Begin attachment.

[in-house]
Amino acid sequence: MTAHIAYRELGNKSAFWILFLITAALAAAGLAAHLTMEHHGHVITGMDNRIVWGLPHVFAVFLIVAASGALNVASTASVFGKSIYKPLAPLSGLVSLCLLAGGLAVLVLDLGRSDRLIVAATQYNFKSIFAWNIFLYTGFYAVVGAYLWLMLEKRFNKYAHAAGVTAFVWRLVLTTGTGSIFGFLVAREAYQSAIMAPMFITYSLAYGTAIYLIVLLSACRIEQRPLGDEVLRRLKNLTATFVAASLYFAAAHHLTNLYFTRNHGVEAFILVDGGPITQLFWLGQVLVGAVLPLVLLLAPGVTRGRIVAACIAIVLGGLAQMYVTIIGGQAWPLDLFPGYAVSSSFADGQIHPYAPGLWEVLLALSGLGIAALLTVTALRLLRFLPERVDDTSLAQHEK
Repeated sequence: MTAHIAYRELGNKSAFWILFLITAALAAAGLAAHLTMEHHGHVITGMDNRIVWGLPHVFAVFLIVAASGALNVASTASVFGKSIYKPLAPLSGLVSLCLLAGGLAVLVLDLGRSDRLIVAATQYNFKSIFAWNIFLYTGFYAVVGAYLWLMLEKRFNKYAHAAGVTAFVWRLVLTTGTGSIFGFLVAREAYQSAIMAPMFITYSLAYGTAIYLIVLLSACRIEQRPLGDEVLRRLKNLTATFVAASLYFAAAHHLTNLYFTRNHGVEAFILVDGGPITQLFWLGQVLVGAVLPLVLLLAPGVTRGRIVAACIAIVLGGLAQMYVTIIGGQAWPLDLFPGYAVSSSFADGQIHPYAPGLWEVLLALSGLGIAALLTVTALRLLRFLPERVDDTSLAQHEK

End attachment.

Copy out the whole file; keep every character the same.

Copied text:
[in-house]
Amino acid sequence: MTAHIAYRELGNKSAFWILFLITAALAAAGLAAHLTMEHHGHVITGMDNRIVWGLPHVFAVFLIVAASGALNVASTASVFGKSIYKPLAPLSGLVSLCLLAGGLAVLVLDLGRSDRLIVAATQYNFKSIFAWNIFLYTGFYAVVGAYLWLMLEKRFNKYAHAAGVTAFVWRLVLTTGTGSIFGFLVAREAYQSAIMAPMFITYSLAYGTAIYLIVLLSACRIEQRPLGDEVLRRLKNLTATFVAASLYFAAAHHLTNLYFTRNHGVEAFILVDGGPITQLFWLGQVLVGAVLPLVLLLAPGVTRGRIVAACIAIVLGGLAQMYVTIIGGQAWPLDLFPGYAVSSSFADGQIHPYAPGLWEVLLALSGLGIAALLTVTALRLLRFLPERVDDTSLAQHEK
Repeated sequence: MTAHIAYRELGNKSAFWILFLITAALAAAGLAAHLTMEHHGHVITGMDNRIVWGLPHVFAVFLIVAASGALNVASTASVFGKSIYKPLAPLSGLVSLCLLAGGLAVLVLDLGRSDRLIVAATQYNFKSIFAWNIFLYTGFYAVVGAYLWLMLEKRFNKYAHAAGVTAFVWRLVLTTGTGSIFGFLVAREAYQSAIMAPMFITYSLAYGTAIYLIVLLSACRIEQRPLGDEVLRRLKNLTATFVAASLYFAAAHHLTNLYFTRNHGVEAFILVDGGPITQLFWLGQVLVGAVLPLVLLLAPGVTRGRIVAACIAIVLGGLAQMYVTIIGGQAWPLDLFPGYAVSSSFADGQIHPYAPGLWEVLLALSGLGIAALLTVTALRLLRFLPERVDDTSLAQHEK